Two fifth-grade students in Portsmouth, Rhode Island, are impacting change when it comes to their school dress code after expressing that they’ve been treated unfairly.
Ava McDermott is one of the students who at just 11 years old recognized that the way she was being disciplined for the clothes she wore to school was different from that of her male classmates.
Her mother, Lisa McDermott, tells Yahoo Lifestyle that on Friday, Ava was pulled out of class with a few of her friends and given a “stern reminder” of the school’s dress code. She was wearing jean shorts and a V-neck T-shirt to school that day.
“Some of the girls were addressed by name. My daughter was one of them, as in, ‘Ava, those shorts are a little short,’” Lisa explains. “No disciplinary action was taken, but the girls were upset and angry because not only did they feel they were all dressed pretty normally, they were mad because this wasn’t the first time this had happened and they never saw the boys getting spoken to about dress code violations.”
The students also noticed that the language administrators were using when disciplining female students was very one-sided and almost always referred to the way that their clothing would affect the boys in the class. Ava first called attention to it at the beginning of the year when she and her classmates were told not to wear tank tops to gym class because the “boys can’t concentrate.” The latest instance was the last straw, Lisa says.
“When I got home from work on Friday, Ava and her friend Sophia were justifiably upset and they were writing out a list of grievances and reasons why the dress code is sexist and the way it’s enforced is damaging to their self-esteem,” Lisa says. “I helped them create a petition on Change.org, because you have to be at least 13 and they are only 11, but they wrote all of the text by themselves.”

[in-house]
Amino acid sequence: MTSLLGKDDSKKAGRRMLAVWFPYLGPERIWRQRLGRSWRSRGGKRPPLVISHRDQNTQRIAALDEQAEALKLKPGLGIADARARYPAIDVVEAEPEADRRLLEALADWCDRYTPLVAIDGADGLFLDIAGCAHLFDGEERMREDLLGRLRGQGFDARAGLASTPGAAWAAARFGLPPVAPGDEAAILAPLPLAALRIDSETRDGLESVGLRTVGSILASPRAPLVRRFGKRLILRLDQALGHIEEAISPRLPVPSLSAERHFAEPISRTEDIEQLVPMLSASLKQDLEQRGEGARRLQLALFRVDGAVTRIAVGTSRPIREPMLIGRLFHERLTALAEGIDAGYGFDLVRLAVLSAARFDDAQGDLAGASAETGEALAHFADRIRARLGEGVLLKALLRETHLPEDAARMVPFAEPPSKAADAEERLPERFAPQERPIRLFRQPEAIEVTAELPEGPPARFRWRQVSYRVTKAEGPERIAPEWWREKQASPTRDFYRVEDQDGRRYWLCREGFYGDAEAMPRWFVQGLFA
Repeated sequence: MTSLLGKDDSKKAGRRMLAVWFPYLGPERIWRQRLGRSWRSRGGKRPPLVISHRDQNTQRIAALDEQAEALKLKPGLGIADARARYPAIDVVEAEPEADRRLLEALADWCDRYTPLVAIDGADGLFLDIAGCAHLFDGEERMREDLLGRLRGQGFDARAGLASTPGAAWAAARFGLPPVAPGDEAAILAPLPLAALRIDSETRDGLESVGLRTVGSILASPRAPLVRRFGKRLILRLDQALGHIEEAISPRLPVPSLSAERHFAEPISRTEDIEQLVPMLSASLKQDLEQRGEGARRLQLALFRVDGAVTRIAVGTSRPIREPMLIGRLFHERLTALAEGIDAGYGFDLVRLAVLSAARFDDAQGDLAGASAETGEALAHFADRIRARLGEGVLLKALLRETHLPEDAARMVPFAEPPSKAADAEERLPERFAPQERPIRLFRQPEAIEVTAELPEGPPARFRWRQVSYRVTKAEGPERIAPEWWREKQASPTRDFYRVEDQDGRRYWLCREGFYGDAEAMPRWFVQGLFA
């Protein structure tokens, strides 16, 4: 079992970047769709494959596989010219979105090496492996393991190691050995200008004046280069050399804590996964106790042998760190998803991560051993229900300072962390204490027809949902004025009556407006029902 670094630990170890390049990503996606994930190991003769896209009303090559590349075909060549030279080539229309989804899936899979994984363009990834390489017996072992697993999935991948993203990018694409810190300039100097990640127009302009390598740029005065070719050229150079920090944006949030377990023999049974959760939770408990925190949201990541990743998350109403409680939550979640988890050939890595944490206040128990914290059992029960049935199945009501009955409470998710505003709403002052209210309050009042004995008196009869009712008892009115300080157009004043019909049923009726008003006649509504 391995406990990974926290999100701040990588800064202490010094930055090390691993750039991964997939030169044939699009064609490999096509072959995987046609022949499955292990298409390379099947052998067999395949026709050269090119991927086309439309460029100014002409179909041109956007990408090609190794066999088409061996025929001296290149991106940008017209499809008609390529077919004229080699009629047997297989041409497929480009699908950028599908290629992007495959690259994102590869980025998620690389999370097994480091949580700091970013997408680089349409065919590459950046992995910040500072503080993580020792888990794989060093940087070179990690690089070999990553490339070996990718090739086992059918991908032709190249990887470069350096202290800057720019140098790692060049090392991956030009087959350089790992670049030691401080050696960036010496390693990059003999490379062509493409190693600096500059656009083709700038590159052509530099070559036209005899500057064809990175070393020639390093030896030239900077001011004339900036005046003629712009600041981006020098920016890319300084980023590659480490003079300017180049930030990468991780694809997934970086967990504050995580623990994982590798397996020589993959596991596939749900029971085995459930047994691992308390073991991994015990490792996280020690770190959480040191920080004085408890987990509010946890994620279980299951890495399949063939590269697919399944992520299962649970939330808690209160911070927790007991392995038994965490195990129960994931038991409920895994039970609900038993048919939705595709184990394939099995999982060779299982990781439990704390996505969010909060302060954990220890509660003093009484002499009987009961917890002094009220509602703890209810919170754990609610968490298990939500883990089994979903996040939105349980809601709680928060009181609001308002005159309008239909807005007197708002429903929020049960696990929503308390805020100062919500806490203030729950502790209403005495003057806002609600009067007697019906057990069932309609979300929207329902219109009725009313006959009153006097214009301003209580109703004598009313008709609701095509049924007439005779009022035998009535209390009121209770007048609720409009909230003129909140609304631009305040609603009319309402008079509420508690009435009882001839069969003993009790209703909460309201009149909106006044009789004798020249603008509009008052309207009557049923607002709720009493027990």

Their Change.org petition includes learnings from the students’ social studies class where they’ve been taught about gender inequality and even offers suggestions on how to change the dress code to make it fairer.
Portsmouth Public Schools Superintendent Ana Riley responded to the petition on Tuesday morning, saying that the school committee would be addressing Ava and Sophia’s concerns by working to create a district-wide dress code that would take suggestions from the community into account.
“The School Committee is going to address dress code with a district policy that will hopefully end all of these unnecessary self-esteem and confidence crushing conversations,” Riley wrote in an email to Lisa. “We want to create a model student dress code that is safe, not sexist and is understood by all.”
Riley didn’t immediately respond to Yahoo Lifestyle’s request for comment. However, she explained to Lisa her the email that the school district was planning on having this conversation within the next month so that the dress code could be implemented when school starts in the fall.
Lisa says that she is “extremely proud of my daughter’s courage and activism,” which will not only impact her but also students throughout the district who felt restricted by the dress code — including Ava’s younger sister.
“She’s a strong young woman. She has lots of strong female role models in her life. I’m very proud of her,” Lisa says of her 11-year-old daughter. “She has a younger sister who’ll be in the middle school in a couple of years who won’t be subjected to that kind of humiliation thanks to her big sister.”
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